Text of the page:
Hard on the eyes

posted by Jeff | Tuesday, May 7, 2024, 7:11 PM | comments: 0

Genetics are funny, because you never know which physical attributes will be passed along, but also manifest, from generation to generation. Simon appears to be headed toward being tall, but Diana and I are not, there's no height on my side of the family, and aside from one of Diana's brothers, most of her family is short. In my case, both of my parents needed corrective lenses pretty early in life, but I've been 20/20.

Until the last year or two. My depth of field has been reduced, but only at the shallow end. My minimum focal distance is further away than it used to be. The Internet says that normal, healthy adult eyes should be able to see as close as 25 cm. A quick experiment shows that stuff gets non-readable for me at around 32 cm, and 50 cm is the typical sharpness that I've otherwise enjoyed most of my life.

But there are caveats. Obviously, brightness matters, and I assume it's the same thing that applies to cameras. Your depth of field gets shallow when you "stop down," or open up, the aperture, which is necessary to let more light in. Bright situations close it up, which leads to much larger depth of field. That would be true regardless of eye state. The bigger wildcard is fatigue. I finally get what people mean when they refer to "tired eyes." Earlier in the day, my minimum distance is much closer. It's probably easiest to notice on my phone, where characters are so sharp, closer, but at night, I've gotta move it further away. This is age at work, presbyopia, and I understand it to mean that our focus lenses get more rigid time.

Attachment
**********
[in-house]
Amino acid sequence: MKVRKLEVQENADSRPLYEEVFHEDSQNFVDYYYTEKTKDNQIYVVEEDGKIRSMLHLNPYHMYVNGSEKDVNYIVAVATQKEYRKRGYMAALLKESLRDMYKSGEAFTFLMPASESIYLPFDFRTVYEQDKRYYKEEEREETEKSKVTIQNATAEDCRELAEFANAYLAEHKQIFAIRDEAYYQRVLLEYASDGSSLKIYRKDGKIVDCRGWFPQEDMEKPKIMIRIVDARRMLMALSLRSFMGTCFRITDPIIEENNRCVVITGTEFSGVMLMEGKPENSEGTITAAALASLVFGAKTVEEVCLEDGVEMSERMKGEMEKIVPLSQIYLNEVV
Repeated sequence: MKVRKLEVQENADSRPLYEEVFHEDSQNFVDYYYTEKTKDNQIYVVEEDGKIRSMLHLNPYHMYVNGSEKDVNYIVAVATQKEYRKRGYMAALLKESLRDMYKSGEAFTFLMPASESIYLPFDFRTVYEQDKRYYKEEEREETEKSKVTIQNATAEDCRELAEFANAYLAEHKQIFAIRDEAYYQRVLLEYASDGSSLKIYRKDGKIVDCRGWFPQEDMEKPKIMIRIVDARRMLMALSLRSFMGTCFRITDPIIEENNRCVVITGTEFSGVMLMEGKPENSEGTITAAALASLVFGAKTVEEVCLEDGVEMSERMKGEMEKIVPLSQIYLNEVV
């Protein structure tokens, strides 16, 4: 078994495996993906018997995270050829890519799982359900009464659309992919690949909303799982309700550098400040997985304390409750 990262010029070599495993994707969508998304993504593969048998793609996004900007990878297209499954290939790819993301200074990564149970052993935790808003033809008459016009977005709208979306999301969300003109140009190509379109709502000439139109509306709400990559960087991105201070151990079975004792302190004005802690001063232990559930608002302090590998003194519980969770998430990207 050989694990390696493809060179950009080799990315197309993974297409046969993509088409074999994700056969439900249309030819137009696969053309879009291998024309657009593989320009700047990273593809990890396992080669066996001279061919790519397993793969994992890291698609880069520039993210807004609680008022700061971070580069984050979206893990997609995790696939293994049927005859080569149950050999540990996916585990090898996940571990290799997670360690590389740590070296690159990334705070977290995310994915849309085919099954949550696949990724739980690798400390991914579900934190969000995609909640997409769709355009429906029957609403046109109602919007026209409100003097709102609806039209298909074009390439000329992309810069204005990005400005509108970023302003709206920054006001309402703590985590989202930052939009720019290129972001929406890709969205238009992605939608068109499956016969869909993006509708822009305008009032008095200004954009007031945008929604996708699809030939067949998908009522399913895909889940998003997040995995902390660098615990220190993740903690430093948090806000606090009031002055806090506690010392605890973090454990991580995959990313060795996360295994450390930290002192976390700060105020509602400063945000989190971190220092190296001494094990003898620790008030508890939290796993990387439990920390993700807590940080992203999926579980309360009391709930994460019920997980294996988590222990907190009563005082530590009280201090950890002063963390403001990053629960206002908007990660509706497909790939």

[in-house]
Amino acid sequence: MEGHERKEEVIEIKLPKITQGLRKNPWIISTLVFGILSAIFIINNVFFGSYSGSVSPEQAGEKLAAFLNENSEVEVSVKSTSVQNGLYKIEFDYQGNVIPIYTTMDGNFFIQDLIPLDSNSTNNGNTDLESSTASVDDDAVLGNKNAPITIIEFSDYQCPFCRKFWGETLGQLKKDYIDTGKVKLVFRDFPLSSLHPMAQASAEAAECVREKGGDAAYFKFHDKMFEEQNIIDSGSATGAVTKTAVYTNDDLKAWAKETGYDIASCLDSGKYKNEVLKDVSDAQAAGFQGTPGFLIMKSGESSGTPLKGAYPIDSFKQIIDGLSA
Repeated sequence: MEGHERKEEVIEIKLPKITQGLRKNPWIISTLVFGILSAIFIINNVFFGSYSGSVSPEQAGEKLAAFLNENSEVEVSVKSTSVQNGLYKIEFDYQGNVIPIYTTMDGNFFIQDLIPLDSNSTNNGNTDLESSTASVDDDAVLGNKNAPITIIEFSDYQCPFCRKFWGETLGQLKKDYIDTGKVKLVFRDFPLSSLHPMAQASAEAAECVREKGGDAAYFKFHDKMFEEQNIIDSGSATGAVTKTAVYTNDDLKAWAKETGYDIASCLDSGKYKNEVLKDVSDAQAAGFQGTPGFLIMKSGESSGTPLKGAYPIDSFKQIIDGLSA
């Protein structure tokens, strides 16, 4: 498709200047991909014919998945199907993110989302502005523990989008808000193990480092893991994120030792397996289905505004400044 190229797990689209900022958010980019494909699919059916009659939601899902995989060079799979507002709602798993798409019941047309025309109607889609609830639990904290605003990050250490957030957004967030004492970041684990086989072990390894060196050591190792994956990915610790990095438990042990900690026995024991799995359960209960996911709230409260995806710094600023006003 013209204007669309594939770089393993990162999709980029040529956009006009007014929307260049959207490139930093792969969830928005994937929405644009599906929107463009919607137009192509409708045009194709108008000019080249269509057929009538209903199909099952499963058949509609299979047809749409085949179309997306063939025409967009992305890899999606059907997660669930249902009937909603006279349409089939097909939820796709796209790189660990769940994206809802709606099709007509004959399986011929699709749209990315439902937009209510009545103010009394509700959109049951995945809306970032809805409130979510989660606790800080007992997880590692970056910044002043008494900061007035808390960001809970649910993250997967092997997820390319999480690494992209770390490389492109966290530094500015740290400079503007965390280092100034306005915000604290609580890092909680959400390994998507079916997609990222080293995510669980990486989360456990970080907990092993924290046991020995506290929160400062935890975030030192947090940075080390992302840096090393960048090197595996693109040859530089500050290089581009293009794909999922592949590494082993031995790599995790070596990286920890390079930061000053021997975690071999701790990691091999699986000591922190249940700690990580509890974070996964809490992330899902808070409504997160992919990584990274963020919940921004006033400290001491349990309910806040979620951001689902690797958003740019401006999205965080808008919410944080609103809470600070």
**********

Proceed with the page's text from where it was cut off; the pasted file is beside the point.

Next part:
The good news is that when driving or doing really anything not involving a screen, everything is as sharp as ever. From a corrective perspective, I could probably use non-prescription readers. Right now, the only time I feel like it's really an issue is when I encounter really small text, and even then, more often when it involves poor lighting (yeah, phone flashlight on restaurant menus). I'm resistant to glasses of any kind, because my tolerance for having something touching my face like that is not high. I owned sunglasses when I was a kid, but they were never on for very long. (They also seemed to aggravate acne anywhere they were touching.) I sure could have used them, because I've always been "squinty" in bright sun, presumably because of my blue eyes.

It's not the end of the world, but I'm not crazy about the constant reminder that I'm getting older.


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